With nineteen years in the industry, Sherm Cohen is a cartoonist, writer, and storyboard artist. He’s also Toon Boom Storyboard Pro Certified. His track record and impressive career speak of his talent and love for the art of animation.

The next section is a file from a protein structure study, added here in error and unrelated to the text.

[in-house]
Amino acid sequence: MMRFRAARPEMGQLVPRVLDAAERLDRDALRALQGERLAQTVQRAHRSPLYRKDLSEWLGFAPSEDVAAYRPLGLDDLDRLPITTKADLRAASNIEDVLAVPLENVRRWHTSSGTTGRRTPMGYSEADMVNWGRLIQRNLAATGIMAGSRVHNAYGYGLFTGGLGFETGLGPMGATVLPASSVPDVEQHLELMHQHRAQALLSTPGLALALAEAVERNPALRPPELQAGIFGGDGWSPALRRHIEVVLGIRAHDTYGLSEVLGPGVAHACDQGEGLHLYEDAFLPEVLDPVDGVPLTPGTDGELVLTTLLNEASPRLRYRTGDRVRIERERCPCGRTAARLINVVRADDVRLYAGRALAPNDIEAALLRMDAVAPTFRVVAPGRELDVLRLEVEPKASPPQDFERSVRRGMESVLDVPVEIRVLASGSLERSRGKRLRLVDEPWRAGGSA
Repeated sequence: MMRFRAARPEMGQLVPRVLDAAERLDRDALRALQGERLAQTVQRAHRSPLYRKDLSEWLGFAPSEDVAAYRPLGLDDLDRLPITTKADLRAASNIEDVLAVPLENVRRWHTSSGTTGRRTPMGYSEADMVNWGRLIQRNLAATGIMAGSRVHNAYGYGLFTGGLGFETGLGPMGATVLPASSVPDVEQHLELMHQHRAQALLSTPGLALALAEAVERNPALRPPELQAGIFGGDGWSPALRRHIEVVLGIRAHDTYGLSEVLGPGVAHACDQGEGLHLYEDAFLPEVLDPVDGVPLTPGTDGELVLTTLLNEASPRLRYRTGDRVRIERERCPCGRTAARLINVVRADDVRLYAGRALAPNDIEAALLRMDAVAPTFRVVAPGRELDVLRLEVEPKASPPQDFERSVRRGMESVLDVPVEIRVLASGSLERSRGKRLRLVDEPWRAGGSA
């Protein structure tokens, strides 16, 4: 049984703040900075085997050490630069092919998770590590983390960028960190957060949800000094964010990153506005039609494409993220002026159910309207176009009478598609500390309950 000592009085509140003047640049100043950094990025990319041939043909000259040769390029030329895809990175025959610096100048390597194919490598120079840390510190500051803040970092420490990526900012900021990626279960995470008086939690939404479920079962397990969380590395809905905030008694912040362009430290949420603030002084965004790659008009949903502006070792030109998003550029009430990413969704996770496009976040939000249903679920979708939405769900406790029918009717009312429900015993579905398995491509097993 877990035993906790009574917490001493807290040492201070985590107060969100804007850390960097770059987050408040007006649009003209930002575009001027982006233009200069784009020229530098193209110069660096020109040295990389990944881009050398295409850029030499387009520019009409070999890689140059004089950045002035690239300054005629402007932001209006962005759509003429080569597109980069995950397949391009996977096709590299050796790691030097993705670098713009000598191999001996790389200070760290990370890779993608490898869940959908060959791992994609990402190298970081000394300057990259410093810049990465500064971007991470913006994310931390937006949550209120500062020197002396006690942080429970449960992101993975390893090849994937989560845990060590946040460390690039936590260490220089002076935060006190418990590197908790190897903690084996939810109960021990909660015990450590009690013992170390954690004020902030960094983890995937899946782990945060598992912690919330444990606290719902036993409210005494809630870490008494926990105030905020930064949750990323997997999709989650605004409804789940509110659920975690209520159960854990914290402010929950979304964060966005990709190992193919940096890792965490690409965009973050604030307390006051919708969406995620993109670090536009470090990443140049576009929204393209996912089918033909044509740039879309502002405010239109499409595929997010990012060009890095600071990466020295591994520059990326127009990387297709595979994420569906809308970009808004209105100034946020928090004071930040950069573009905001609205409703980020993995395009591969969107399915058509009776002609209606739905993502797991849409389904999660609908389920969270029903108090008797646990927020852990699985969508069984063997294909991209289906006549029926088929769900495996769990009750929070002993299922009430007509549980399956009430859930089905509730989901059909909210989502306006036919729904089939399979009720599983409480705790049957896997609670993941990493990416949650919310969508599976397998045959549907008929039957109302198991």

Following his education at The Joe Kubert School of Cartooning, Sherm got his start in animation at Nickelodeon on The Ren and Stimpy Show as a character layout artist, followed by a three-year stint on Hey Arnold as storyboard artist and director. In early 1998, Sherm Cohen was invited by SpongeBob creator Steve Hillenburg to be part of the original SpongeBob SquarePants crew as a writer, storyboard artist, and director. "I'm most proud of the work I've done on SpongeBob SquarePants—it's certainly the project that affected more people than anything else. When I see people decorating their offices with SpongeBob drawings, or when I see kids walking around singing the F.U.N. song...it just makes you feel me very happy to know that I've made other people's lives happy through my cartooning. I've also enjoyed teaching storyboarding through my online tutorials. When I hear from someone that my tutorials have made a difference, that makes all the work worthwhile," shared Sherm.